Dan’s Comic Reviews: Week of Nov 18th 2015
“The Paybacks” find more dead heroes, “The Steam Man” takes a nightmarish time traveling journey, “Bloodshot Reborn” continues its dark tragedy, and “Wrath of the Eternal Warrior” makes its spectacular debut – all in this week’s reviews from Dark Horse and Valiant Comics.
The Paybacks #3
Writers: Donny Cates & Eliot Rahal
Artist: Geoff Shaw
“Payback’s a bitch” – that phrase takes on a darker tone when it’s found scrawled above the bodies of murdered superheroes. As our titular repossession team ponders who could be behind the killings we learn Miss Adventure’s backstory, which involves financial ruin brought about by the collapse of the auto industry in Detroit.
Issue #3 fleshes out this world of broke crime fighters and keeps the jokes coming, although there are some lulls in the action and the jokes are hit or miss. Shaw’s sketched style gives energy to the panels but I found myself pausing to make spacial sense of some scenes.
4 out of 7
The Steam Man #2
Writers: Joe R. Lansdale & Mark Alan Miller
Artist: Piotr Kowalski
With a 19th century giant robot on his tail, The Dark Rider tells us just how he got so dark. Fitting with the mold established in its debut, #2 mixes classic Victorian sci-fi with Lovecraftian horror for a creepy (yet undeniably appealing) origin. The Dark Rider’s narrative comprises the whole issue and while I would’ve preferred a “here’s why the bad guy is bad” revelation after some more giant robot action, it seems we’re set up for a showdown next issue. Kowalski’s art continues to keep this mad mash-up afloat and is wonderfully complemented by Kelly Fitzpatrick’s coloring. If H.G. Wells had lost his mind he would’ve put something to paper like this.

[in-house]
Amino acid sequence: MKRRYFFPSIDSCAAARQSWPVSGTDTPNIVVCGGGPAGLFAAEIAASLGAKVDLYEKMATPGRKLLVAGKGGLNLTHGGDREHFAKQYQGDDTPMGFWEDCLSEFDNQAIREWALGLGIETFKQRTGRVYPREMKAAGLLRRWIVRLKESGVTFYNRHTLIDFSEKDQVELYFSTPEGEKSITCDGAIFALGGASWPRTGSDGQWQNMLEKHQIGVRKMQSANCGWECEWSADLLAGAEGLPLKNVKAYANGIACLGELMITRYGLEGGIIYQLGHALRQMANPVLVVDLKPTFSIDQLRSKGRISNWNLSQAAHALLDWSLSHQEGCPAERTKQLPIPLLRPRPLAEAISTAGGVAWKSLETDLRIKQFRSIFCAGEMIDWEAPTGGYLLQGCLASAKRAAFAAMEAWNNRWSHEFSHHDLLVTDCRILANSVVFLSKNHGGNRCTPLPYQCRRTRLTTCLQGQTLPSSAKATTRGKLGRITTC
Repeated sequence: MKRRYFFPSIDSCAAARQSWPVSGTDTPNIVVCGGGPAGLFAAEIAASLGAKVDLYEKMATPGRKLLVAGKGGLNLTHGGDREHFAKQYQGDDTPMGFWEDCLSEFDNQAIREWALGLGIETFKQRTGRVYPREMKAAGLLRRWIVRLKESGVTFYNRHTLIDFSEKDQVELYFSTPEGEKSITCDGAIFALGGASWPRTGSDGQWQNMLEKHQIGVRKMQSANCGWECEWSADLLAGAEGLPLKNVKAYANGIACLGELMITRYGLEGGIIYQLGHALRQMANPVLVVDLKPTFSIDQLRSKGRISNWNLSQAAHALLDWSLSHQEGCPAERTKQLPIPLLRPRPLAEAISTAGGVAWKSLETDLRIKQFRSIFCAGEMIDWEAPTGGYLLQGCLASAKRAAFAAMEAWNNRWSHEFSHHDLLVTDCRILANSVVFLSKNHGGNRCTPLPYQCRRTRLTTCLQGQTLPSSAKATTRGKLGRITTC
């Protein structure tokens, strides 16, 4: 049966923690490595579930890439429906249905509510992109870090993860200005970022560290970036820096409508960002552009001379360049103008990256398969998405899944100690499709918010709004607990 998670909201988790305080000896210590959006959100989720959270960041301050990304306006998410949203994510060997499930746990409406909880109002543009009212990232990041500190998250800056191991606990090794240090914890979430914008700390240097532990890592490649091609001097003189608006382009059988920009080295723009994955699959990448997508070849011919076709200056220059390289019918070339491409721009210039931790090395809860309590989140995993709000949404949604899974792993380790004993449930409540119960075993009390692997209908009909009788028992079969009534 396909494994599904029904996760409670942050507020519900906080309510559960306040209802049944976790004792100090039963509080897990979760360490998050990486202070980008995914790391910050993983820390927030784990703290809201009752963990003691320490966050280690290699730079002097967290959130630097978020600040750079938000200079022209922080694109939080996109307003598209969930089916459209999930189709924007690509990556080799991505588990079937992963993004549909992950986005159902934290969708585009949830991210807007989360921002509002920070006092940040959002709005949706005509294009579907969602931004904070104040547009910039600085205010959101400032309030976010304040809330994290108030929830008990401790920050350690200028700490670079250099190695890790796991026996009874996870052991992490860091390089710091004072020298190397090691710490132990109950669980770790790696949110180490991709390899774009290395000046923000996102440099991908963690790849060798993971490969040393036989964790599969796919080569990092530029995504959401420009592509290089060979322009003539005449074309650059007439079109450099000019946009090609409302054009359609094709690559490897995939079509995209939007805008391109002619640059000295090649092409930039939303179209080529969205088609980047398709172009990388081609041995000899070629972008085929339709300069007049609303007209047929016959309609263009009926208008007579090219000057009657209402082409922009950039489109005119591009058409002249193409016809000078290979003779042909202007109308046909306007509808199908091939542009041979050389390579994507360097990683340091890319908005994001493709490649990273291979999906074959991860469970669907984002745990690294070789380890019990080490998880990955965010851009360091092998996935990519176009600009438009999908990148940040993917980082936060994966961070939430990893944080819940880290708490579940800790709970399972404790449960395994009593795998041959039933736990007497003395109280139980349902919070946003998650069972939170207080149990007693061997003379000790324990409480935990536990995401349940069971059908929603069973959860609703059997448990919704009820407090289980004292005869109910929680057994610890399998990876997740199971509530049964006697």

5 out of 7
Bloodshot Reborn #8
Writer: Jeff Lemire
Artist: Butch Guice
Desperately resisting the call to return to his old ways, the killing machine formerly known as Bloodshot has had to put his lethal skills to use thwarting would-be nanite-infected successors from murdering innocent people. As Ray inches closer to his pale-skinned destiny, Agents Hoyt and Festival learn more about the shadowy project that created Bloodshot and who might be the true culprit behind the latest rash of murders. This isn’t an all-ages book.
Guice gives his pages so much detail and his art explodes all over this issue in collages and double page spreads. The graphic content and heavy themes are countered by the pastoral farm scene and tender moments between Ray and Magic. Ray’s arc of seemingly endless suffering is beautifully depicted in line and letter. I definitely gasped a few times while reading this one. I wonder how Lemire will wrap this up before the new arc.
6 out of 7
Wrath of the Eternal Warrior #1
Writer: Robert Venditti
Artist: Raul Allen & Patricia Martin
I was initially going to give this debut a 6 but upon re-reading the story and seeing how well Venditti has written this inaugural issue, I have to give it a perfect score. Following the events of “Book of Death”, The Eternal Warrior is dead. Finding himself in a familiar realm “beyond the veil of life”, we see Gilad in two locations which may not be so separate. One is a peaceful, rustic vision complete with a loving wife, joyful children, and a faithful dog. The other is a demon-filled hellscape.
When Venditti was announced as the writer for this ongoing I was thrilled but when I found out Raul Allen would be handling the art I just about did a backflip. I know some were thrown off by Allen’s fill in on Ninjak #6 but I thought it was one of the most visually dynamic things I’ve seen this year. Having one of your favorite writers and an artist whose style you love on the same title sets a lot of expectations, but Venditti and Allen blew past them before I even finished the book. Venditti’s strengths are in play, with tug-at-your-heartstrings moments and sincere interactions between real, feeling human beings amidst fantastic settings/circumstances. That alone secures high praise but Allen’s stark style, bold lines, and use of montage give Gilad a whole new flavor.
7 out of 7